As a marketing director with decades of experience, Laura knew how to efficiently build her budget: Ratchet up last year’s line items to account for this year’s strategic growth goals. Her new goal to grow share of voice might mean adding 10% to last year’s digital display line item. Although her approach had worked in the past, this year seemed different.
Despite three consecutive years of marketing budget increases, 43% of marketing leaders in 2016 expected their budgets to fall or flatline. At the same time, marketing’s mandate and accountability are growing significantly. Technology, innovation, customer experience and digital commerce now live alongside traditional areas of marketing responsibility. As a result, marketing leaders need to develop high-yield budgets and optimize costs to deliver clear benefits to the business.
How should Laura budget for changes to the company’s agency roster based on their needs for new expertise? Should she continue to pay for the three marketing analytics tools she knows the company uses across divisions? Do they really need all three? She could easily cut campaign and media spend, but how could she tackle the significant fixed costs of marketing operations? Most importantly, how does Laura ensure that her budget reflects critical future growth activities and not just past assumptions?
The Gartner CMO Strategy Survey, CMO Spend Survey and Marketing Technology Survey conducted during 2016-2017 explored the impact of budget cuts or constraints on marketing programs. Analysis of survey results uncovered three recommendations to ensure marketing leaders get the most from their marketing investments and budgeting:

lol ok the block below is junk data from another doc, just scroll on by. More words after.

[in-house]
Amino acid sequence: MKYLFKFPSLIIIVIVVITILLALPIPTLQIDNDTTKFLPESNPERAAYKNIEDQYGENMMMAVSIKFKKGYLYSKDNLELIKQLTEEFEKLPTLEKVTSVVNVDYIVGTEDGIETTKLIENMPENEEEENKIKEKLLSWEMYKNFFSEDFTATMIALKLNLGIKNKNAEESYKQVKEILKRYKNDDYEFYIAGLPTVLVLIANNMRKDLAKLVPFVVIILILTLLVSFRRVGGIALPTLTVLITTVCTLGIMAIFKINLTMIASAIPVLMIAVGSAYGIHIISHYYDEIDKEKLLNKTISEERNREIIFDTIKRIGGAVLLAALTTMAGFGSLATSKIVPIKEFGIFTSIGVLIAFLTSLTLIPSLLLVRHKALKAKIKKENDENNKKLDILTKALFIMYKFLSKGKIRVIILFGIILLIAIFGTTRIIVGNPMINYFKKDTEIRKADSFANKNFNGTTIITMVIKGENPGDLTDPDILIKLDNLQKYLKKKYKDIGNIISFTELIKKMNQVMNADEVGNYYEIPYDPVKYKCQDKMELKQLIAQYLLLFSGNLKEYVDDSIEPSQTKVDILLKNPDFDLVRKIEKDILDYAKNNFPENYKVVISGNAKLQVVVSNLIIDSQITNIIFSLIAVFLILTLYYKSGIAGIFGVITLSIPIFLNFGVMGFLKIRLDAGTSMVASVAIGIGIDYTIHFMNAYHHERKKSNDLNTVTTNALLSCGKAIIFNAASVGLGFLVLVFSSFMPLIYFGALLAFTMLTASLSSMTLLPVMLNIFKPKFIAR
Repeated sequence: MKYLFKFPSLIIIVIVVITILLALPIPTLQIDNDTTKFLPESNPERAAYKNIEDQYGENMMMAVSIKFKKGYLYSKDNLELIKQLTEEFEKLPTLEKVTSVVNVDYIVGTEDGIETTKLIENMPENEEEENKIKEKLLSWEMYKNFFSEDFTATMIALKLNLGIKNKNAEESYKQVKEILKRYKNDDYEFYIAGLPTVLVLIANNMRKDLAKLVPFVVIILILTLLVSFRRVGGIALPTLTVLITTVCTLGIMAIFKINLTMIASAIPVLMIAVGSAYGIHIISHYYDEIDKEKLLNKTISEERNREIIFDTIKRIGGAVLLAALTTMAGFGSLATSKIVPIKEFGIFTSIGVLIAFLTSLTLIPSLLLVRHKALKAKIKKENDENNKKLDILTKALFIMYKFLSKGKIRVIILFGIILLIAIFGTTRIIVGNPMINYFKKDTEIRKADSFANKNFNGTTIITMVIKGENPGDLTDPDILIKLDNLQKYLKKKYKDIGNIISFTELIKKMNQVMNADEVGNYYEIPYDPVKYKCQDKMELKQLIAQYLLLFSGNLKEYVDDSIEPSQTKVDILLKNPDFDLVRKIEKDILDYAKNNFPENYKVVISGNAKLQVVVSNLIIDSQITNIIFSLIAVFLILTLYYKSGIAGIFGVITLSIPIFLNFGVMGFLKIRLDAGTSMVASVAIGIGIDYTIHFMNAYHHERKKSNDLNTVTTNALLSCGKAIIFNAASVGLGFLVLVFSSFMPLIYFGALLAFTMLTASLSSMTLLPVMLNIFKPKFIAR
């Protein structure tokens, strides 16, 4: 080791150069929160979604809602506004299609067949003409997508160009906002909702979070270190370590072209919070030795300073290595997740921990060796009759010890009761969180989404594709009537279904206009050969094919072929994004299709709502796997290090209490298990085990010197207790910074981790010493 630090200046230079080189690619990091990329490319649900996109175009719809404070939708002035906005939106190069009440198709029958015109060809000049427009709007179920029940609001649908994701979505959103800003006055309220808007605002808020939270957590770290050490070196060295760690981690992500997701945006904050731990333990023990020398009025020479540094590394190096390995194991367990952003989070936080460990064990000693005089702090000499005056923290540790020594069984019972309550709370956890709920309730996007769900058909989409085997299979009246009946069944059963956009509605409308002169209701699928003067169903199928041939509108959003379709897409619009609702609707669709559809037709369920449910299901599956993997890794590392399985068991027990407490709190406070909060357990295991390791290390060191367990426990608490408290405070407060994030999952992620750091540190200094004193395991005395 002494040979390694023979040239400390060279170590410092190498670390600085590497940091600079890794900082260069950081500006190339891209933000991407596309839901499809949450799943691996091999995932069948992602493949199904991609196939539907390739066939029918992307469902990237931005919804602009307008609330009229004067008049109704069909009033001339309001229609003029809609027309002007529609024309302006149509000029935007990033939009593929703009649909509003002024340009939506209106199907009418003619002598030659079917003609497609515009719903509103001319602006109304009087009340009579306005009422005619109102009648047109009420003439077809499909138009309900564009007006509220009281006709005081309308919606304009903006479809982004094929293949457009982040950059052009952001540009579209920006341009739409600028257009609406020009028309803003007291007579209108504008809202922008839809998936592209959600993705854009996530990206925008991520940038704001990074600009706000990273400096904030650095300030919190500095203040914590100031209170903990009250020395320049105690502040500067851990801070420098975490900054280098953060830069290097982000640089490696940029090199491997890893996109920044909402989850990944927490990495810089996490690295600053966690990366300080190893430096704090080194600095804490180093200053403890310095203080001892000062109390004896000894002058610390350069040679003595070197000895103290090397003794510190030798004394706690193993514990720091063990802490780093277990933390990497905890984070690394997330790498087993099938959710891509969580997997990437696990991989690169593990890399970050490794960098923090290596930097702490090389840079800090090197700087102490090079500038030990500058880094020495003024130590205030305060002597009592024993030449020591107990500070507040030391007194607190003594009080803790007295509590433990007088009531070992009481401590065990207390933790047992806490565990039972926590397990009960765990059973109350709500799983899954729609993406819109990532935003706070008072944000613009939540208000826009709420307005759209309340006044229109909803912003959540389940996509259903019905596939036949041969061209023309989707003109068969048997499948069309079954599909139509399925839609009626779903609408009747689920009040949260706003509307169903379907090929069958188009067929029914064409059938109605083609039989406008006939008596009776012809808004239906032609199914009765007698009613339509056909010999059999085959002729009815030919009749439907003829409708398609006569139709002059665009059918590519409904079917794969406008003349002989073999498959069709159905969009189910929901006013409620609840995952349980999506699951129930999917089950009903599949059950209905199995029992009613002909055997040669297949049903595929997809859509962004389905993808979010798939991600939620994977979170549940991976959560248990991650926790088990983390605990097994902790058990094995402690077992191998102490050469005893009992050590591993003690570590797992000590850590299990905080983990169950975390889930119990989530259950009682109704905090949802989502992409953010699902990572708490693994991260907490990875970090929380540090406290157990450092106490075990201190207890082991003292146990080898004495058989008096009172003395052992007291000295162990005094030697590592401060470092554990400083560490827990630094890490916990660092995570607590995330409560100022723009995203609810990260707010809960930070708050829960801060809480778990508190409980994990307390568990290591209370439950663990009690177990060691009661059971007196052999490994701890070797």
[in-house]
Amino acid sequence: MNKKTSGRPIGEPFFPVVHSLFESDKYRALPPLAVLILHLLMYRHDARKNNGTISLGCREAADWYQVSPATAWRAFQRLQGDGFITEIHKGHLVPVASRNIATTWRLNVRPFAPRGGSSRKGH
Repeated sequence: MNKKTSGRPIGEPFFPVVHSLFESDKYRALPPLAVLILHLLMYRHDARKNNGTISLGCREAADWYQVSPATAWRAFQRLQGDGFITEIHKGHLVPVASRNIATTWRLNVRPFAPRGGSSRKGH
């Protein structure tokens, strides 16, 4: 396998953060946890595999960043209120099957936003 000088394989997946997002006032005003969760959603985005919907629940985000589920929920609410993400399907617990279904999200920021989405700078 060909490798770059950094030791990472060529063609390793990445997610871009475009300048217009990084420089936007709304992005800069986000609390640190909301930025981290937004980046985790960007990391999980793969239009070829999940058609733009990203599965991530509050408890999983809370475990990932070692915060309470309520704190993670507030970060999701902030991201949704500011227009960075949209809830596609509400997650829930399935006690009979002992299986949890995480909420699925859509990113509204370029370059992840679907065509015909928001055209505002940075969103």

Use zero-based budgeting to ensure value alignment
Budget pressures aren’t destined to result in reduced marketing performance. Adopt a zero-based budgeting (ZBB) approach to build high-performing marketing budgets. ZBB means building a budget from the ground up annually, with each line item based on a business case for delivery of future value, not a markup of the past year’s line items.
Unilever and Diageo adopted ZBB methods to build accountability and foster a data-driven approach to marketing investment. Unilever reported that ZBB is expected to help contribute approximately $1.1 billion in savings by 2018.
Balance in-house capabilities with agency support
Gartner’s 2017 Marketing Strategy Survey found a misalignment between the services that agencies want to sell to clients and the services that clients want to consume. Marketing leaders indicated a shift toward a model that builds strategies using in-house talent and expertise. They rely on agencies and third parties to either fill resource gaps (the desired state of 29% of marketers) or for basic program execution (the preferred state for 31% of marketers).
Cost-effective operations require marketing leaders to find the right balance between in-house capabilities and agency resources (to benefit from external scale and expertise) and the category and industry know-how from internal resources. Audit your agency roster over the longer term and map each agency’s unique skills against your strategic priorities. Consider a mix of agencies, from global players to niche providers, and focus on quality of output and deliverables and cost-effectiveness over agency brand name.
Optimize marketing technology investments
Marketing technology now accounts for 27% of the marketing budget. According to Gartner’s Marketing Technology Survey 2016, marketing organizations have an average of two digital marketing analytics systems, making digital marketing analytics the highest reported redundancy out of 29 categories surveyed. Redundancy and abandonment now must be a part of the conversation when it comes to technology planning.
Establish governance around managing marketing technology investments, and spend the time upfront to specifically define what the potential solution will deliver to the organization. Also assess how it will integrate with the rest of the technology in your organization and how prospective solutions can grow with changing customer and organizational needs.
“Effective marketing cost optimization requires a robust, data-driven appraisal of marketing’s programs, shining a light on the investments that deliver value to the business and cutting away long-cherished programs if they don’t deliver against objectives and business goals,” McIntyre says.